The Planning Commission made the right call in sending on a proposal to expand the designated Wildfire Hazard Zone to encompass the entire city. Some details might warrant tweaking, but the overall concept is sound. Anyone who doubts that Ashland is at risk from a major wildfire need only reflect on how close the Klamathon fire came to sweeping down on the city.
The existing hazard zone encompasses the wildland-urban interface, where residential neighborhoods merge with the Ashland Watershed well above the boulevard. While that portion of the city is most vulnerable to catastrophic fire, it wouldn’t take much to push out-of-control flames down into the rest of town, and making structures throughout Ashland less vulnerable to fire is a prudent move.
Expanding the zone would bring with it new restrictions on the proximity of trees and other vegetation to new structures, and limit the types of vegetation allowed next to existing structures as well. Those restrictions drew some concern from planning commissioners in a meeting Tuesday, but the commission voted unanimously to send the proposed amendments to wildfire development standards on to the City Council next week.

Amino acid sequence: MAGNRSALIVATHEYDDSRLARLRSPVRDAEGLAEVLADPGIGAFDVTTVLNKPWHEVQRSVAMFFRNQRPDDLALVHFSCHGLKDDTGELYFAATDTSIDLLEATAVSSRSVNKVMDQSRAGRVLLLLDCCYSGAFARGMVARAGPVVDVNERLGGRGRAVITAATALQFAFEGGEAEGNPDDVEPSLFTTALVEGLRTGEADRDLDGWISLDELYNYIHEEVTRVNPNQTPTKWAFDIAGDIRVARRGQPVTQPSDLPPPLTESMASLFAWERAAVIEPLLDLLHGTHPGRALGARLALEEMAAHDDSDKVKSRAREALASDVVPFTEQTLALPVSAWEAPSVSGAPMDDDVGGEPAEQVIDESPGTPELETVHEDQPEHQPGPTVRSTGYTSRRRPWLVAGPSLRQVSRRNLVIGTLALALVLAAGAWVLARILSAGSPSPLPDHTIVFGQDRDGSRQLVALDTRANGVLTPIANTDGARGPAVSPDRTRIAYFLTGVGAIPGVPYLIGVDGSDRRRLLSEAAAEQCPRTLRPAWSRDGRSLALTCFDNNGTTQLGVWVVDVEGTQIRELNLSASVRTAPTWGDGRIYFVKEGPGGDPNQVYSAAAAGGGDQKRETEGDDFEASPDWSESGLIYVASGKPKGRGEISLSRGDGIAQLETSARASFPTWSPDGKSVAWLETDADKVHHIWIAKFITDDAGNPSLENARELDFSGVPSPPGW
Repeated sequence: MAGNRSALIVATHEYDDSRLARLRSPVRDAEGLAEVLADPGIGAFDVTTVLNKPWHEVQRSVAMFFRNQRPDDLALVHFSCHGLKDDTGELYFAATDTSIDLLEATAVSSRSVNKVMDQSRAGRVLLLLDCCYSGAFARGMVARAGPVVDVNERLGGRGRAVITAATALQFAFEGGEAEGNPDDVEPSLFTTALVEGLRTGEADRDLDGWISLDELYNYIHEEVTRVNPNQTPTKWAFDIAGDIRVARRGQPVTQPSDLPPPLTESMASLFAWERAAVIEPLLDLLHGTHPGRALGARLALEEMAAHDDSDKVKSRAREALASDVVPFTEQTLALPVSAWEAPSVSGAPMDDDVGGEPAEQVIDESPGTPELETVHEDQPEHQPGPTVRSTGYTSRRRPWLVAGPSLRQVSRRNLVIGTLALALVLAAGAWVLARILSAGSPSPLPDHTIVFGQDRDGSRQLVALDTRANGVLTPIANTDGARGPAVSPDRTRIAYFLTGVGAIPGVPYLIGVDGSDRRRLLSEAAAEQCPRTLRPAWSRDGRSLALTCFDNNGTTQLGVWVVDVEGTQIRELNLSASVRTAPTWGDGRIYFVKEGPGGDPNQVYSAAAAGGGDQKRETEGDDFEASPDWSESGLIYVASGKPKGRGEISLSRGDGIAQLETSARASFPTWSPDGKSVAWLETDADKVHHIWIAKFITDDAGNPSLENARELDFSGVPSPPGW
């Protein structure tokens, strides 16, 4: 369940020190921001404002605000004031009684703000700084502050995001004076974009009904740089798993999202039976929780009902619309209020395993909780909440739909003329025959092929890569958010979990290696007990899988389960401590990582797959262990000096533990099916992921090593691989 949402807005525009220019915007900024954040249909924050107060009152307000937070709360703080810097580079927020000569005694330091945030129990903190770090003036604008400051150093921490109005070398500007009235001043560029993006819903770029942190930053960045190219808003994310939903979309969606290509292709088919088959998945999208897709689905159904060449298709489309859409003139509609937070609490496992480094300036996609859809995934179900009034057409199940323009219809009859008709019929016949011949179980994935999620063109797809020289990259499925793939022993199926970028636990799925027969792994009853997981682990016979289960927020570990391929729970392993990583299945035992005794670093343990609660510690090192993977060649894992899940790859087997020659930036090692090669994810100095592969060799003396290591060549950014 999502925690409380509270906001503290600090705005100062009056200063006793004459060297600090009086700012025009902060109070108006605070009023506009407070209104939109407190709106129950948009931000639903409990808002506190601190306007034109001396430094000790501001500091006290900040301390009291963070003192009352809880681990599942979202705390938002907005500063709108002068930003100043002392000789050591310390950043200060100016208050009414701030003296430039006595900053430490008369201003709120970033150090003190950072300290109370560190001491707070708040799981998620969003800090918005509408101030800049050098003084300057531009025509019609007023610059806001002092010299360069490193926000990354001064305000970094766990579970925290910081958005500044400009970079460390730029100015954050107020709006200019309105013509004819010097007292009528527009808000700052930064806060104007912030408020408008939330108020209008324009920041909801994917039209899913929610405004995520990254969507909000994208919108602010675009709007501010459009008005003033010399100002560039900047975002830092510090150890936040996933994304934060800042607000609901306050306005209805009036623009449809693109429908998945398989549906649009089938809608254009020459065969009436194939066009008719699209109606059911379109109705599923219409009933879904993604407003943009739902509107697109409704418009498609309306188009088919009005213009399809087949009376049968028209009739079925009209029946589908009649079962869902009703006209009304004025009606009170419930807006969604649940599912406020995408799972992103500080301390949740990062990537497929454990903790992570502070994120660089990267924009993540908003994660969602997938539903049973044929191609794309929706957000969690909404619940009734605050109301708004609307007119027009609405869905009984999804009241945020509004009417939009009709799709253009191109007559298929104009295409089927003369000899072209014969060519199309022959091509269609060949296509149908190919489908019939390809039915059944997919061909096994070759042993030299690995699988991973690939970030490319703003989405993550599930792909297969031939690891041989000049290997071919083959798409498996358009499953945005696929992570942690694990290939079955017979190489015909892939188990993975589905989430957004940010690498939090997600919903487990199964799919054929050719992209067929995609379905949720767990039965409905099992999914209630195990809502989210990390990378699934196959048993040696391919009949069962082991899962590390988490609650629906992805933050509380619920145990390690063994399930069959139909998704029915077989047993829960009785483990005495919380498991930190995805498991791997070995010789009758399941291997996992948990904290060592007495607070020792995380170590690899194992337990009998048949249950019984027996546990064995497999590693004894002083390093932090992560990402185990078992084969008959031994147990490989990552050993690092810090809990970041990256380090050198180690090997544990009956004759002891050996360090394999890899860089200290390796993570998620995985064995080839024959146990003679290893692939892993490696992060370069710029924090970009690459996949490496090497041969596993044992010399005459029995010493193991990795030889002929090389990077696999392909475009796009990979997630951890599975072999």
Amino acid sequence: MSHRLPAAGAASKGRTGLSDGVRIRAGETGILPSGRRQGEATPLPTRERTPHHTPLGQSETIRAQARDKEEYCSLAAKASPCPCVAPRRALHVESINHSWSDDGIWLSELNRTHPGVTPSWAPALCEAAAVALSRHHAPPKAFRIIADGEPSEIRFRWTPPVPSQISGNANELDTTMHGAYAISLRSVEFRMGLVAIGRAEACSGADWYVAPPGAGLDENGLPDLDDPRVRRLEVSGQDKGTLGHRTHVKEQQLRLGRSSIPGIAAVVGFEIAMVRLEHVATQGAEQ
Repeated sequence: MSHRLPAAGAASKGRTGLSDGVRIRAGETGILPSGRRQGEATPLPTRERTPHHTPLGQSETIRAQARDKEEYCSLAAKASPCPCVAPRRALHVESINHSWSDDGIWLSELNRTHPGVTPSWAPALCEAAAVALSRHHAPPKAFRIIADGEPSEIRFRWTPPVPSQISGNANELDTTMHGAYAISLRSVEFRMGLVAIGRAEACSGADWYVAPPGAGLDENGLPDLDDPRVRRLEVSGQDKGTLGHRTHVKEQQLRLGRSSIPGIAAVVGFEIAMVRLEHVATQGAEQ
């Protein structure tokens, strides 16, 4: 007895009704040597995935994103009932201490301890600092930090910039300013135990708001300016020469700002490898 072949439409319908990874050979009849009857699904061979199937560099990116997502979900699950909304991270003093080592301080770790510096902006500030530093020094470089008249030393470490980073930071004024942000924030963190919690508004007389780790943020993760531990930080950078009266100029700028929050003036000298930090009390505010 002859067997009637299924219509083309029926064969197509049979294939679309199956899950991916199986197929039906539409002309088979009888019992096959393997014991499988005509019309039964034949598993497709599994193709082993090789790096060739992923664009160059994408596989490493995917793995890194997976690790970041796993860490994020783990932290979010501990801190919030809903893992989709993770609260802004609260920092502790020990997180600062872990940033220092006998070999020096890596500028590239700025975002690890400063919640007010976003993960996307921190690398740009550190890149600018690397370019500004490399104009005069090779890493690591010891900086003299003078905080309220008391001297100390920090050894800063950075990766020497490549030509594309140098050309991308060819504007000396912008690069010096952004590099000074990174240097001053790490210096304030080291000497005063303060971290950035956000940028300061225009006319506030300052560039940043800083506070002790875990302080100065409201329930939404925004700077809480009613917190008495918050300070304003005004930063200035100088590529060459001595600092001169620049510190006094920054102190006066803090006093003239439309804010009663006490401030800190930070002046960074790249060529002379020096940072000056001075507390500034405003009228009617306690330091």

The amendments would require the removal of vegetation on the city’s Prohibited Flammable Plant list from within five feet of new structures, decks or additions, and bar the new planting of prohibited plants within 30 feet of any structure — farther for steeper properties.
Making neighborhoods more fire resistant is well worth the temporary inconvenience to homeowners who might need to modify their landscaping.